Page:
THE ARTS - Sue Stockman
By Judy Colbert
September 10, 2010
Taste of the Bay
Mosaics are Firing Up
Sue Stockman is understandably pleased when she views a mosaic mural she and woodworker Bobby Malzone have just finished installing, such as the
recently hung 6-foot by 30-foot piece adorning the exterior of the
Eastport Elementary School.
reflects the area around the school's location, and
perhaps most important, the students helped create it.
For these St. Michael's artists, what's more pleasing is hearing the students talk about their experience.
"I had fun. I learned that you can make anything you just have to believe in yourself," said Daniel from Riviera Beach Elementary, where the 3-foot by 10-foot mural he worked on, incorporating indigenous plants and animals, including bull nose ray, rockfish, jellyfish, heron and blue crab hangs.
"I learned that working with a group was fun," said
Victoria, another student, said, "I liked when we had to put the cement down and really use our muscles to use the rag and get the stuff off the glass and tiles. Finally after all that hard work, I think it looks really great."
Hailey added, "I loved what we did and I want to do it again. I loved how we made the cattails, the turtles, and everything else. The most fun was when Bobby sang songs to us, everybody was happy and not mad at anybody. People had fun gluing and breaking and enjoying themselves. I had so much fun with Sue, she was the one that wanted to talk about the day
and listen to everyone talk their talk. I really had fun with
all the music and dancing. I love the mosaic."
Many of these mosaic school projects are funded
state AiE (Artists-in-Residence Program) that allows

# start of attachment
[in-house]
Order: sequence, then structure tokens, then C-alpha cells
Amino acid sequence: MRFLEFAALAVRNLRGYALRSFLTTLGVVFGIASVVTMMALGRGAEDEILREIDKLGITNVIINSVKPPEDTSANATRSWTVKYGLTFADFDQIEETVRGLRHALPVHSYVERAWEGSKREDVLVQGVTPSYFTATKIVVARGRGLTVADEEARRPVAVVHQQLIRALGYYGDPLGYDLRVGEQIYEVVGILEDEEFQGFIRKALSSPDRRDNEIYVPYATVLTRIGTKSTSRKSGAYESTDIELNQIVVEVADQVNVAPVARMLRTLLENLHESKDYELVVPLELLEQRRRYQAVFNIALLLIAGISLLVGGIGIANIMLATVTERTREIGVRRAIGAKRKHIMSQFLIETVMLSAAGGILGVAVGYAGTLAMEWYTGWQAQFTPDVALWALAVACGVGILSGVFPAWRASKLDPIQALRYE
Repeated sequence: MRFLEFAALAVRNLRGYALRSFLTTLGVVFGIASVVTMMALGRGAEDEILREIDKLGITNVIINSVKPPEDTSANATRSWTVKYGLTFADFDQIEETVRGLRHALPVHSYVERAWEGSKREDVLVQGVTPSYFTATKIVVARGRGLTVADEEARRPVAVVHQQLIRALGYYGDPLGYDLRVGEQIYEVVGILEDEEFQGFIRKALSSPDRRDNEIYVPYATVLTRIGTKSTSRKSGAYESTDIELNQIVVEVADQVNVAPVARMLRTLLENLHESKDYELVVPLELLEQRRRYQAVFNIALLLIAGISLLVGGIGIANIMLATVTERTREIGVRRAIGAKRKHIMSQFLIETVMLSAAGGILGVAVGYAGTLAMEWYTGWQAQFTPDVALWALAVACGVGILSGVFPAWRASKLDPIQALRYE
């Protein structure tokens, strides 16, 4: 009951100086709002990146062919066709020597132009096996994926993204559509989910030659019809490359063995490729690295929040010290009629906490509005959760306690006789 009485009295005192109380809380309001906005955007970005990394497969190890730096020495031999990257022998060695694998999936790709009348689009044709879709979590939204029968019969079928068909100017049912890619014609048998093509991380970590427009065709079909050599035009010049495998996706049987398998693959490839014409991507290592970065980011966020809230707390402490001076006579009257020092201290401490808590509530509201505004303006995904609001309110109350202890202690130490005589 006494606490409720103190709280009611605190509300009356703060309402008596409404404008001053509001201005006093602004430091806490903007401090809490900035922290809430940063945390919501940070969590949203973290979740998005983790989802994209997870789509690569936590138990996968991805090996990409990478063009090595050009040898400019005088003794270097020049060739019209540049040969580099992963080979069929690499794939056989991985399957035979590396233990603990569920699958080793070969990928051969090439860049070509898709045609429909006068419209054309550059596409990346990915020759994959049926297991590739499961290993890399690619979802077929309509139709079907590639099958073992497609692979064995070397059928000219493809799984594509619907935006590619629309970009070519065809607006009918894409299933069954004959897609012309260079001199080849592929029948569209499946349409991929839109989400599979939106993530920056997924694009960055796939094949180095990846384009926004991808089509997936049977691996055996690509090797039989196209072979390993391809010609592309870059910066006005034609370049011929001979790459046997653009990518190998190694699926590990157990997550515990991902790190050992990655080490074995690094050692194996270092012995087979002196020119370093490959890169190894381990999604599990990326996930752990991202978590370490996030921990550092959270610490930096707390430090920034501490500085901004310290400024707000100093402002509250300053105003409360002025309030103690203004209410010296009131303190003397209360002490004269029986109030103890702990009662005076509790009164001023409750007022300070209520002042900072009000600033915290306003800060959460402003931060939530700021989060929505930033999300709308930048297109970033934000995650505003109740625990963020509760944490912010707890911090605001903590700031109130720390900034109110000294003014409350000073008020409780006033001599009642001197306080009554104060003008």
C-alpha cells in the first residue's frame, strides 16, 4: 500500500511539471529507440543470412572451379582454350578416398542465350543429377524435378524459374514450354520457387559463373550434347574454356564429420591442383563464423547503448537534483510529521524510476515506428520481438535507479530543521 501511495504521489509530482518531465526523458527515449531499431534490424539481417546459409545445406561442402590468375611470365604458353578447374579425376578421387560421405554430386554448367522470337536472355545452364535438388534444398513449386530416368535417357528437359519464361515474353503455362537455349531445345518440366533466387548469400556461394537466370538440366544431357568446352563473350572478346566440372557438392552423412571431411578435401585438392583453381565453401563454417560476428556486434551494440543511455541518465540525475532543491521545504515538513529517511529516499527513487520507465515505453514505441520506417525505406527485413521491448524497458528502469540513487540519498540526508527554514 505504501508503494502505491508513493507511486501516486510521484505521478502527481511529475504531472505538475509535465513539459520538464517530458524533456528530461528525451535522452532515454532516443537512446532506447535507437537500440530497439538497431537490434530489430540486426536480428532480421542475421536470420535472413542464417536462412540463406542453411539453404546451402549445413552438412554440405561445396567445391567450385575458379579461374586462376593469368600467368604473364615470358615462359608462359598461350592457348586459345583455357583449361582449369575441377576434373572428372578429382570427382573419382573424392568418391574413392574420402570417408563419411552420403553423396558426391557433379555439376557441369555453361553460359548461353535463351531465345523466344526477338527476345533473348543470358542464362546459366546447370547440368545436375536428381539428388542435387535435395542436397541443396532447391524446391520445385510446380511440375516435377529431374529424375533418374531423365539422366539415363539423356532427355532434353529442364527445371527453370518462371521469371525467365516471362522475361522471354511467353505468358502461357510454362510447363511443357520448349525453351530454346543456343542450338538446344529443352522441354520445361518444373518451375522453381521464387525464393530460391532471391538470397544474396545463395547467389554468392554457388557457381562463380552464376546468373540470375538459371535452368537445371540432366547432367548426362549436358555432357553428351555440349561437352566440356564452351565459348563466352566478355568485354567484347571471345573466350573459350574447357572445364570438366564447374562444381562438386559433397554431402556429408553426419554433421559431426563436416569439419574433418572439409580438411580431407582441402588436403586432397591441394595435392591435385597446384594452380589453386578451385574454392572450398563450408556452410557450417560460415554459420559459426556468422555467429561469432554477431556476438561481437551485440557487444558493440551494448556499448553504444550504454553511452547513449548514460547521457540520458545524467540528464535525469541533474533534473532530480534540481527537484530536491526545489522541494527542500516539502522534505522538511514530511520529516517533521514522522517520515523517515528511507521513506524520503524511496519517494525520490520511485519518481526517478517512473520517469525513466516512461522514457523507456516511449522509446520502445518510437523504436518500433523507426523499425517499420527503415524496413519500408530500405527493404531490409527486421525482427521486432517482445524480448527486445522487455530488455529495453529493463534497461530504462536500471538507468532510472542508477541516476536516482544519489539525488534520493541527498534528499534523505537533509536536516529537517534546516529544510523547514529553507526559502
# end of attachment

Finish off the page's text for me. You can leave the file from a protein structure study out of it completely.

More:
faculty, and artists the opportunity to participate in
collaborative creative program. Other funds may come
county arts program, Title I funding, or local
An AiE project may last for an intensive week or be spread out over a longer period of time. It might be performance, puppetry, theater, playwriting, architecture, ceramics, fiber art, photography, sculpture, music, poetry, or other creations.
The students, faculty, and artists participate in
collaborative creative program, from idea submission
drawing contests to discussions) to design to material collection (in the case of a mural project, glass,
dishes, bottles, and other elements) to installation.
"The students bring in the broken pieces and glue
place, giving them ownership," says Stockman. By using found
objects, they learn the value of recycling materials and environmental awareness. The completed piece is a visual reminder and conveys the students' pride.
grouped together to create an element and then the
are joined. The emphasis," says Stockman, "is on teamwork and the shared pride that results in creating a large impressive piece of artwork."
"Almost every child knows which piece or pieces he or she applied to the mosaic and proudly shows where it is in the mural," says Lynne Evans, Eastport's principal.
"Bobby," Stockman said, "has natural talent
to connect to
kids and he brings in the element of music with his
some of the children work on songs about what we were
creating. They sing songs while working on the mosaic,
another dimension," to projects that she hasn't
been able to
As the older students are taught to use and are trusted with professional tools and materials that could be considered risky, they develop pride knowing that those supervising have confidence in them to use these items correctly.
treats everyone with respect and kindness," says
"and they know they have to be safe. Rarely does anyone have
to be reprimanded."
Stockman has worked on seven local mural projects this year. Her, and the students' work can be seen at St. Michael's High, St. Michael's elementary, Chapel District elementary, Eastport, Riviera Beach, Hillcrest and the Annapolis Area Christian School.